Before you walk across the picturesque Vilnia River, a sign pictorially informs visitors ofthe rules on the other side: be happy, drive no more than 20km per hour, view artwork and don’t drive your car into the Vilnia River.
You aren’t leaving Lithuania, but you are entering the Republic of Uzupis.
It is easy to arrive in the capital cities in the Baltic region and take a cursory glance through their old towns. Tallinn,Estonia; Riga, Latvia; and Vilnius, Lithuania all have charming, well-maintained historic areas that are a nod to their respective heritage.
However a walking tour
—even a short one with a local—can introduce you to parts of the city you would never have discovered on your own.
The main streets in Vilnius, like the main streets of other old European cities, are often dotted with touristy shops. Three hours on Viator’s Vilnius Old City Walking Tour
allows one to get off these “beaten paths”
and explore some of the unique history of old town: its out-of-the-way attractions including historical churches, local artisans and unique districts.
One of the more interesting areas you will visit is the artists’ enclave of Uzupis, which in 1997 declared itself a Republic with its own president and constitution. This neighborhood of about 7,000 residents is often compared to Montmartre in Paris, since it shares the same bohemian spirit.
While Uzupis’ character and gritty street art make it feel separate from Vilnius, it is actually a short walk from the center of the old town. With plenty of trees, vegetation and the beautiful Vilnia River flowing near its borders, a visit here feels like you are in a much smaller town. Vilnius has set aside approximately 47% of its urban space as parks or rural blocks of land within the city.
Historical highlights on the walking tour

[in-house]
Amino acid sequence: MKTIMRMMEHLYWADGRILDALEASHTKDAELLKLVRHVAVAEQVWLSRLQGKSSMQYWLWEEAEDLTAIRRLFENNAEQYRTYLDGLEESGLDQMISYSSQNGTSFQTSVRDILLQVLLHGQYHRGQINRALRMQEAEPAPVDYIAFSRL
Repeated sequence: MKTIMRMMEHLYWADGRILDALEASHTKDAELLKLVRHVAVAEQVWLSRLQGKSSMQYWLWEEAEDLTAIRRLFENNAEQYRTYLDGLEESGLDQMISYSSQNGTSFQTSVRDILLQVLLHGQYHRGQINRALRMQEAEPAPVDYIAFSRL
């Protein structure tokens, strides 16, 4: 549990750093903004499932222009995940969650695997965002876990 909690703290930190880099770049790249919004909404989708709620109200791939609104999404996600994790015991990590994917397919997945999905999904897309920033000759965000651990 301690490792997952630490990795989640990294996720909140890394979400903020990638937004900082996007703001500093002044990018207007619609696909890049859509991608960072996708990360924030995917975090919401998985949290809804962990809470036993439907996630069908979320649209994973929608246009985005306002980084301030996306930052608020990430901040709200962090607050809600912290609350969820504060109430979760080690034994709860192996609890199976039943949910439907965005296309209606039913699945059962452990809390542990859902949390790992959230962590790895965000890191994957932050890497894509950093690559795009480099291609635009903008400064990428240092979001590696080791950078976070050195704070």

include visits to the impressive St. Anne’s church, a Gothic masterpiece visited by Napoleon, who is rumored to have liked it so much he wanted to take it with him back to Paris; the old Jewish Quarter; St. Casimir, with its wind-driven carillon that changes sound depending on the wind; and St. Nicholas Church, the oldest surviving church in Lithuania, which is now an art museum but housed barefoot Carmelite nuns in the 16th and 17th centuries.
An optional opportunity to visit the tallest tower in Vilnius at St. John’s church is worth taking advantage of. This ancient tower rises 57 meters; 193 wooden steps or a fast elevator lead near the top. From here you have excellent views in all directions of Orthodox Churches, the old castle and the Presidential Palace. “New” Vilnius rises in the distance and its collection of small skyscrapers are a vivid contrast with all the red tiled roofs of the old town.
Walls were built in the early 1500s to protect the city from outsiders, but most have been destroyed or fallen into disarray. Ten prominent gates used to lead into the city but only one remains, the Gate of Dawn. This gate forms an imposing entrance comprising of the wall, a chapel and a prominent arch.
There is a culinary aspect to the tour: Enjoy locally made Lithuanian breads, deserts and other pastries at the out of the way Senamiescio Krautuve artisan shop. As a visitor to Vilnius, it is hidden gems such as this that are difficult to find on your own. Another culinary visit includes a small cheese and ice cream shop that provides samples of cheeses at various stages of aging.
The tour ends at a local brewery featuring interior character and characters, Lithuanian beer and local Lithuanian snacks. Our visit was on a Monday, yet this brewery was already a happening place with plenty of people packed inside. Local snacks include pig ears with peas and a very spicy mustard (sounds odd but is actually quite tasty) as well as a variety of soups.